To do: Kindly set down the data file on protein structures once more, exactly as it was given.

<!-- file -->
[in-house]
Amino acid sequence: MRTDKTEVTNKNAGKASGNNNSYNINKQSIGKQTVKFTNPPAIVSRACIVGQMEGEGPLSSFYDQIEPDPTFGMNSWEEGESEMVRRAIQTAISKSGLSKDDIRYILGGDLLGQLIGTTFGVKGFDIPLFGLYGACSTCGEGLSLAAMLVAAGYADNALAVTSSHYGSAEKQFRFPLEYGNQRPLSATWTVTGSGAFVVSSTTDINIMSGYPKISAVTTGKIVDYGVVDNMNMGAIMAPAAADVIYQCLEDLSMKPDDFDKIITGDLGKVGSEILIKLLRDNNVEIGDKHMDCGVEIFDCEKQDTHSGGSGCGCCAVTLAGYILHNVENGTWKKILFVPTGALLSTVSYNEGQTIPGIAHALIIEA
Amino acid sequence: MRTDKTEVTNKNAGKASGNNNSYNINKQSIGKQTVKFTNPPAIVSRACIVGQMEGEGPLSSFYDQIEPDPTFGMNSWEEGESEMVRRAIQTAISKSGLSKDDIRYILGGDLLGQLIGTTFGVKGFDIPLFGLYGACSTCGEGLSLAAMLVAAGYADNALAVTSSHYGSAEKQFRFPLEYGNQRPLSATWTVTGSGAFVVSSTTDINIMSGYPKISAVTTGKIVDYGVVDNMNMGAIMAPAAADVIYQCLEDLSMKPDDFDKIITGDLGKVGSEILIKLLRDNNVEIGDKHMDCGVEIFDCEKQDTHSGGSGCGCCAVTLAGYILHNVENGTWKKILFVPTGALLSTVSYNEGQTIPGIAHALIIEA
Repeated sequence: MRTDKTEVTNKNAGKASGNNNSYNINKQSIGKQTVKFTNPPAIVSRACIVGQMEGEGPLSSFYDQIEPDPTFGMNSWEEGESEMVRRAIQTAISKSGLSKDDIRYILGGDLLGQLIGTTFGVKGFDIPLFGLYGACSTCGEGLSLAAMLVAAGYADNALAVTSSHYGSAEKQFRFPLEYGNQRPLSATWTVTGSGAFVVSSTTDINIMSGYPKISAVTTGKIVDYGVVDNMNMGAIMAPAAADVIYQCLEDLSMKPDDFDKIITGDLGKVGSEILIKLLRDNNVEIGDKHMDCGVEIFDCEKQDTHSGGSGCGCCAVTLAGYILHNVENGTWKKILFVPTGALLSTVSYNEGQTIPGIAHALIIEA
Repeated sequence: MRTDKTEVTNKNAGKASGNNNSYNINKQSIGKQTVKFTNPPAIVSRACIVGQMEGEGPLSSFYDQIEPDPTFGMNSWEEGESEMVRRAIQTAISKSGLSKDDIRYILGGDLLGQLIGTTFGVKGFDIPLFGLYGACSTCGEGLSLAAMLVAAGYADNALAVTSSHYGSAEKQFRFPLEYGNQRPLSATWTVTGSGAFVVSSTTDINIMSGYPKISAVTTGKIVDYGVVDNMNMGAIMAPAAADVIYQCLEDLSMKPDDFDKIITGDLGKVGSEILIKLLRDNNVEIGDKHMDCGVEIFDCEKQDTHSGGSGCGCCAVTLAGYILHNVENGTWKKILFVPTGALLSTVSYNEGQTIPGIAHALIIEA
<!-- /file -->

[in-house]
Amino acid sequence: MRTDKTEVTNKNAGKASGNNNSYNINKQSIGKQTVKFTNPPAIVSRACIVGQMEGEGPLSSFYDQIEPDPTFGMNSWEEGESEMVRRAIQTAISKSGLSKDDIRYILGGDLLGQLIGTTFGVKGFDIPLFGLYGACSTCGEGLSLAAMLVAAGYADNALAVTSSHYGSAEKQFRFPLEYGNQRPLSATWTVTGSGAFVVSSTTDINIMSGYPKISAVTTGKIVDYGVVDNMNMGAIMAPAAADVIYQCLEDLSMKPDDFDKIITGDLGKVGSEILIKLLRDNNVEIGDKHMDCGVEIFDCEKQDTHSGGSGCGCCAVTLAGYILHNVENGTWKKILFVPTGALLSTVSYNEGQTIPGIAHALIIEA
Amino acid sequence: MRTDKTEVTNKNAGKASGNNNSYNINKQSIGKQTVKFTNPPAIVSRACIVGQMEGEGPLSSFYDQIEPDPTFGMNSWEEGESEMVRRAIQTAISKSGLSKDDIRYILGGDLLGQLIGTTFGVKGFDIPLFGLYGACSTCGEGLSLAAMLVAAGYADNALAVTSSHYGSAEKQFRFPLEYGNQRPLSATWTVTGSGAFVVSSTTDINIMSGYPKISAVTTGKIVDYGVVDNMNMGAIMAPAAADVIYQCLEDLSMKPDDFDKIITGDLGKVGSEILIKLLRDNNVEIGDKHMDCGVEIFDCEKQDTHSGGSGCGCCAVTLAGYILHNVENGTWKKILFVPTGALLSTVSYNEGQTIPGIAHALIIEA
Repeated sequence: MRTDKTEVTNKNAGKASGNNNSYNINKQSIGKQTVKFTNPPAIVSRACIVGQMEGEGPLSSFYDQIEPDPTFGMNSWEEGESEMVRRAIQTAISKSGLSKDDIRYILGGDLLGQLIGTTFGVKGFDIPLFGLYGACSTCGEGLSLAAMLVAAGYADNALAVTSSHYGSAEKQFRFPLEYGNQRPLSATWTVTGSGAFVVSSTTDINIMSGYPKISAVTTGKIVDYGVVDNMNMGAIMAPAAADVIYQCLEDLSMKPDDFDKIITGDLGKVGSEILIKLLRDNNVEIGDKHMDCGVEIFDCEKQDTHSGGSGCGCCAVTLAGYILHNVENGTWKKILFVPTGALLSTVSYNEGQTIPGIAHALIIEA
Repeated sequence: MRTDKTEVTNKNAGKASGNNNSYNINKQSIGKQTVKFTNPPAIVSRACIVGQMEGEGPLSSFYDQIEPDPTFGMNSWEEGESEMVRRAIQTAISKSGLSKDDIRYILGGDLLGQLIGTTFGVKGFDIPLFGLYGACSTCGEGLSLAAMLVAAGYADNALAVTSSHYGSAEKQFRFPLEYGNQRPLSATWTVTGSGAFVVSSTTDINIMSGYPKISAVTTGKIVDYGVVDNMNMGAIMAPAAADVIYQCLEDLSMKPDDFDKIITGDLGKVGSEILIKLLRDNNVEIGDKHMDCGVEIFDCEKQDTHSGGSGCGCCAVTLAGYILHNVENGTWKKILFVPTGALLSTVSYNEGQTIPGIAHALIIEA